Introducing the Farming With Carnivores Network

Reader Contribution by Geri Vistein
1 / 3
2 / 3
3 / 3

Eastern Coyote by Jacques Tournel 

The importance of the actions and perspectives of those who came before us cannot be overstated. We live in, and view the world with a perspective that was created by them. Then again, our actions and perspectives are creating a world for those who come after us.

In my previous blogs I wrote about these historical perspectives, and how deeply they have influenced our farming. But we are in our own time now, and we are creating the future as we speak. We are re-creating farming from the ground up, as we leave behind old perspectives regarding our relationship with the land, and the intelligent species we share it with.

As a member of my community, I support sustainable farming in all its many facets — from enriching our soils and pastures, protecting clean water sources, supporting healthy forests, impacting global warming, and keeping successful and happy farming families on the land, and much, much more.

As a biologist, I support these farmers who are seeking to create a farming for the future; one that we are creating today. And that is why I have collaborated with leading farmers, experts on guardian animals and fencing, and fellow biologists to create the new educational and supportive website, Farming With Carnivores Network.

I encourage all farmers and community members to visit this site. Its purpose is to create a central meeting place where farmers who wish to protect their farm animals from predation by the use of non-lethal means, can learn and share with others. Included in this educational site are a number of ever growing farmers who share about their farm, and how they successfully live with carnivores. These farmers welcome your questions, and are happy to share their own learning experiences.

After much research and collaboration with a number of very knowledgeable experts on guardian animals, this site shares many opportunities for you to learn about animal husbandry practices that include the use of guardian dogs, Llamas and donkeys. We want you to be successful, and so there is much available guidance for those who are new to the concept of guardian animals.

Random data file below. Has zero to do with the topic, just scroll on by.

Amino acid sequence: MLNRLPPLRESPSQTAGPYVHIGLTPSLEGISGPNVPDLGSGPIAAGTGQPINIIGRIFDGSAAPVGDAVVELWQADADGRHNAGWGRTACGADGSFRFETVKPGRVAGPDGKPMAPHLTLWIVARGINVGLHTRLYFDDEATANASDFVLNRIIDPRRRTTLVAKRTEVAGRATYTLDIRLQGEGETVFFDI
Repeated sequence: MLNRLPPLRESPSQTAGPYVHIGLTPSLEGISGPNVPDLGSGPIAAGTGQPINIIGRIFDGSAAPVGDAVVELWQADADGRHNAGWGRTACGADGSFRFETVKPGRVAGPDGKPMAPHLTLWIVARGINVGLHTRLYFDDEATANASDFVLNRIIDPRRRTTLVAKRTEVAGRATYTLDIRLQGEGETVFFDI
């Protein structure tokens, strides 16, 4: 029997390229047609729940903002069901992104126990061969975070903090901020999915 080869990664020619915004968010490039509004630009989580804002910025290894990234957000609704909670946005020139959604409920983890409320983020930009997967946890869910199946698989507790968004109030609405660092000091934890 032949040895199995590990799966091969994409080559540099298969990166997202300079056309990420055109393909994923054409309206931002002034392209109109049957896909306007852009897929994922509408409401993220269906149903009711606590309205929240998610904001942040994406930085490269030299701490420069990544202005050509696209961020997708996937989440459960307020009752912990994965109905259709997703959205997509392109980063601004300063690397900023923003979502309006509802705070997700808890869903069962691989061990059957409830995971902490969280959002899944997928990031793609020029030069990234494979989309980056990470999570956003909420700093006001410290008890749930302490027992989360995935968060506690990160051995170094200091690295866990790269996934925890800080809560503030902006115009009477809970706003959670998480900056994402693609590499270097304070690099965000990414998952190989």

But there is much more, for there are numerous animal husbandry practices that can keep you animals safe. They are all discussed there for you. Oftentimes just understanding the uniqueness of your farm, and simple changes you make, are what is needed.

However, as one of our fencing experts has stated, fencing is the first line of defense. Whether your fencing is moving wherever your animals go, or it stays in place, appropriate, well-maintained fencing that is electrified is a powerful deterrent to predation by wild carnivores. So take a look at what we have shared with you regarding fencing, and expect to see more and more new information regarding it as time goes by.

Avian Predator, Great Horned Owl photo by David Illig 

Unique to this site is information on carnivores who share your farm with you, whether they are flying overhead or on the land. The successful farmer knows the carnivores on his/her farm. And by the word “know” is meant understanding of who they are, and their needs.

The carnivores of our country are returning after several centuries of relentless slaughter. We are beginning to understand their invaluable role in keeping our landscapes healthy and balanced by hunting their wild prey — not our farm animals. Our goal is to welcome them back and know how to live with them!

Avian Predator, Red Tail Hawk photo by David Illig 

Finally, a most important part of this site is the Sharing Forum. It is here that we all share our questions, experiences, photos, and receive valuable guidance from very knowledgeable and experienced persons. So come join us. All are Welcome!

Geri Vistein is a conservation biologist whose work focuses on carnivores and our human relationships with them. In addition to research and collaboration with fellow biologists in Maine, she educates communities about carnivores and how we can coexist with them. You can find her at Coyote Lives in Maine, and read all of Geri’s MOTHER EARTH NEWS posts here.

All MOTHER EARTH NEWS community bloggers have agreed to follow our Blogging Best Practices, and they are responsible for the accuracy of their posts. To learn more about the author of this post, click on the byline link at the top of the page.